Saturday, October 18, 2014

David Attenborough BBC Madagascar - Lost Worlds

If you are ever in the mood for a nature documentary, all you need to do is go to YouTube and search for David Attenborough, and you can find great videos like the one below. I'm without internet for the next week, so next week will be a week of quotes and short book excerpts I've had saved up.

Link to video

Friday, October 17, 2014


Horizon Kinetics: 3rd Quarter 2014 Commentary (LINK)

Broyhill Q3 Letter (LINK)

Google Thinks Amazon Is Its Biggest Competitor. Here’s why. [H/T The Big Picture] (LINK)
Related books:  How Google Works; The Everything Store (which was also a good audiobook)
The Empire Reboots: Bethany McLean's profile of Microsoft and its leadership [H/T Phil] (LINK)


Ed Catmull of Walt Disney and Pixar Animation Studio (LINK) [I've linked to this interview before, which is Catmull discussing his excellent book Creativity, Inc., but I wanted to highlight a particular segment from 37:52-42:38. In it, Catmull discusses Disney Animation, which he and John Lasseter were asked to run after the Disney acquisition of Pixar. Disney Animation had produced some huge hits in the '90s, and then went on a long run of failures. But they were able to change some of the principles and philosophy to completely turn things around, and the most interesting part to me is that it was all done with essentially the same people that were there when they were failing.]

Marcus Aurelius quote

From Meditations:
The first step: Don’t be anxious. Nature controls it all. And before long you’ll be no one, nowhere—like Hadrian, like Augustus.  
The second step: Concentrate on what you have to do. Fix your eyes on it. Remind yourself that your task is to be a good human being; remind yourself what nature demands of people. Then do it, without hesitation, and speak the truth as you see it. But with kindness. With humility. Without hypocrisy.

Thursday, October 16, 2014


Farnam Street with a great excerpt from Atul Gawande's latest book (LINK)

Aswath Damodaran values GoPro (LINK)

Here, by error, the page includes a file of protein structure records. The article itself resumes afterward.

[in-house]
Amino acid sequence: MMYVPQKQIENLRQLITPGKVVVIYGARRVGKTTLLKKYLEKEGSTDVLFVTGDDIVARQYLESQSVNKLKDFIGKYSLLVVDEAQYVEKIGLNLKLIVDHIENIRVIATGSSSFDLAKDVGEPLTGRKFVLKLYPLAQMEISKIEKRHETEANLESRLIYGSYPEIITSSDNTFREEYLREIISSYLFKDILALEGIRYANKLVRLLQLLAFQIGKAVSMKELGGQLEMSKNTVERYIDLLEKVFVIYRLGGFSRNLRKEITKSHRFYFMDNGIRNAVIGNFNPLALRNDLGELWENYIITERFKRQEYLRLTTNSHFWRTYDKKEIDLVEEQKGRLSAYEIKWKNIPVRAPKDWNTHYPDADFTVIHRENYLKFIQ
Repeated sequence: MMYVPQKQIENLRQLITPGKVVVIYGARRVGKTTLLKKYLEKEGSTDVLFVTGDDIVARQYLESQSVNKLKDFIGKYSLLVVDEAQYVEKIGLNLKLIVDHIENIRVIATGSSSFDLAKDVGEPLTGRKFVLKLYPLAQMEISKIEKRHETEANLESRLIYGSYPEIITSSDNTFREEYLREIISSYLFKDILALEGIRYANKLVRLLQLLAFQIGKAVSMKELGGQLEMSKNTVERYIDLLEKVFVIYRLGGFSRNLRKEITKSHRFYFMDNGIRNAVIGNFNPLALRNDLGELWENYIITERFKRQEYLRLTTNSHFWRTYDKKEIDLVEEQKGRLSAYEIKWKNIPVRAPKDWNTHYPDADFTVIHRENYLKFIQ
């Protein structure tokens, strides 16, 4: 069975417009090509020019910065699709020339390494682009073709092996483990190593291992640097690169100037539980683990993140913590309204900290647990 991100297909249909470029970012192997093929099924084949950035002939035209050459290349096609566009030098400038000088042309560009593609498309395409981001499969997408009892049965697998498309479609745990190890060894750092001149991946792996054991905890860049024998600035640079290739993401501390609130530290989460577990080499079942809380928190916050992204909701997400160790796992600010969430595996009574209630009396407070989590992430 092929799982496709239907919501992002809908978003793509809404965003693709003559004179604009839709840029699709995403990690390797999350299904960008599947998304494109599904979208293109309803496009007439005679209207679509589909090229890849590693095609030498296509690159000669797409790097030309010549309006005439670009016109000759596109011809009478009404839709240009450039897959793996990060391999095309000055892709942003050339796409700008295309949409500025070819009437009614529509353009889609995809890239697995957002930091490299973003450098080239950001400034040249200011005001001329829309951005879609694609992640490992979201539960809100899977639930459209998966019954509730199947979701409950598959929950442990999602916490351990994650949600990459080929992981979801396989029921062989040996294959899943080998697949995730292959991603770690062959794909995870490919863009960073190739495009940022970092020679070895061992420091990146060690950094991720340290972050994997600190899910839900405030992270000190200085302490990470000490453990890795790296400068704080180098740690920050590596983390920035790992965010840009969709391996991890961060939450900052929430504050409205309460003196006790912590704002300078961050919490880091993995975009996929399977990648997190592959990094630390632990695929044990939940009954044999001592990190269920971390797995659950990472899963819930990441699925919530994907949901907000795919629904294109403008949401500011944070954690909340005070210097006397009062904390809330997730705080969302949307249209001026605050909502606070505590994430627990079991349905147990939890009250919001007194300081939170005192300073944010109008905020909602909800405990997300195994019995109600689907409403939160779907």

Buffett Cuts Tesco Stake (LINK)

Rick Bookstaber: My Recent Work on Agent-based Modeling (LINK)
Related book, essentially warning about the risk of a crisis before the 2008 crisis began: A Demon of Our Own Design
Bill Gates shares his thoughts on Thomas Piketty’s Capital in the Twenty-First Century (LINK)
Piketty’s favorite solution is a progressive annual tax on capital, rather than income. He argues that this kind of tax “will make it possible to avoid an endless inegalitarian spiral while preserving competition and incentives for new instances of primitive accumulation.” 
I agree that taxation should shift away from taxing labor. It doesn’t make any sense that labor in the United States is taxed so heavily relative to capital. It will make even less sense in the coming years, as robots and other forms of automation come to perform more and more of the skills that human laborers do today. 
But rather than move to a progressive tax on capital, as Piketty would like, I think we’d be best off with a progressive tax on consumption. Think about the three wealthy people I described earlier: One investing in companies, one in philanthropy, and one in a lavish lifestyle. There’s nothing wrong with the last guy, but I think he should pay more taxes than the others. As Piketty pointed out when we spoke, it's hard to measure consumption (for example, should political donations count?). But then, almost every tax system—including a wealth tax—has similar challenges.